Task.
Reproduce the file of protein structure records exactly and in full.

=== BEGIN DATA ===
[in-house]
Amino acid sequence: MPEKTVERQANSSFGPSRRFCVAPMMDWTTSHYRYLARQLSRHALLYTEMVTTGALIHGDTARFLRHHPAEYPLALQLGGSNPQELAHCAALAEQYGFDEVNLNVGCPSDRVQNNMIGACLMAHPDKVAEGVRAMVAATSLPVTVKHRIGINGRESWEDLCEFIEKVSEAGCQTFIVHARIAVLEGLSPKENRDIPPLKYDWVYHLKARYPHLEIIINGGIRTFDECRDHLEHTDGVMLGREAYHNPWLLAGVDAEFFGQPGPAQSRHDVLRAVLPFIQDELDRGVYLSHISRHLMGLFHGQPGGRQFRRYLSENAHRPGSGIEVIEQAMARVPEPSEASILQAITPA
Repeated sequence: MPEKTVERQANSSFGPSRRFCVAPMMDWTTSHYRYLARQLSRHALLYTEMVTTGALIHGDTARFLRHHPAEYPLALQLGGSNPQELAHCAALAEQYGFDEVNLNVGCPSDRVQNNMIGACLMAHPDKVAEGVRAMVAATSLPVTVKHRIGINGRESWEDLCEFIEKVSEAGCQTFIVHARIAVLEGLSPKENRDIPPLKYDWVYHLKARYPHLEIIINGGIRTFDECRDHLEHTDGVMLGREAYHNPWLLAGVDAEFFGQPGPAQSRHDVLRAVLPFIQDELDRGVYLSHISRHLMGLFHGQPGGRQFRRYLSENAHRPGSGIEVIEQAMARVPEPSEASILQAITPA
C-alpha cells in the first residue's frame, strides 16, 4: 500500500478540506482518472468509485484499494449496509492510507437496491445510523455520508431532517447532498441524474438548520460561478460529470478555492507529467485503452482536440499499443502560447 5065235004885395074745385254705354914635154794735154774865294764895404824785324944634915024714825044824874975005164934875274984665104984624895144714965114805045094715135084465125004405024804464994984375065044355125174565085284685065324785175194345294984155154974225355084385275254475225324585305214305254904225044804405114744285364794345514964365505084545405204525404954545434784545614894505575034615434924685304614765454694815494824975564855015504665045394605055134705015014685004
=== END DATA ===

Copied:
[in-house]
Amino acid sequence: MPEKTVERQANSSFGPSRRFCVAPMMDWTTSHYRYLARQLSRHALLYTEMVTTGALIHGDTARFLRHHPAEYPLALQLGGSNPQELAHCAALAEQYGFDEVNLNVGCPSDRVQNNMIGACLMAHPDKVAEGVRAMVAATSLPVTVKHRIGINGRESWEDLCEFIEKVSEAGCQTFIVHARIAVLEGLSPKENRDIPPLKYDWVYHLKARYPHLEIIINGGIRTFDECRDHLEHTDGVMLGREAYHNPWLLAGVDAEFFGQPGPAQSRHDVLRAVLPFIQDELDRGVYLSHISRHLMGLFHGQPGGRQFRRYLSENAHRPGSGIEVIEQAMARVPEPSEASILQAITPA
Repeated sequence: MPEKTVERQANSSFGPSRRFCVAPMMDWTTSHYRYLARQLSRHALLYTEMVTTGALIHGDTARFLRHHPAEYPLALQLGGSNPQELAHCAALAEQYGFDEVNLNVGCPSDRVQNNMIGACLMAHPDKVAEGVRAMVAATSLPVTVKHRIGINGRESWEDLCEFIEKVSEAGCQTFIVHARIAVLEGLSPKENRDIPPLKYDWVYHLKARYPHLEIIINGGIRTFDECRDHLEHTDGVMLGREAYHNPWLLAGVDAEFFGQPGPAQSRHDVLRAVLPFIQDELDRGVYLSHISRHLMGLFHGQPGGRQFRRYLSENAHRPGSGIEVIEQAMARVPEPSEASILQAITPA
C-alpha cells in the first residue's frame, strides 16, 4: 500500500478540506482518472468509485484499494449496509492510507437496491445510523455520508431532517447532498441524474438548520460561478460529470478555492507529467485503452482536440499499443502560447 5065235004885395074745385254705354914635154794735154774865294764895404824785324944634915024714825044824874975005164934875274984665104984624895144714965114805045094715135084465125004405024804464994984375065044355125174565085284685065324785175194345294984155154974225355084385275254475225324585305214305254904225044804405114744285364794345514964365505084545405204525404954545434784545614894505575034615434924685304614765454694815494824975564855015504665045394605055134705015014685004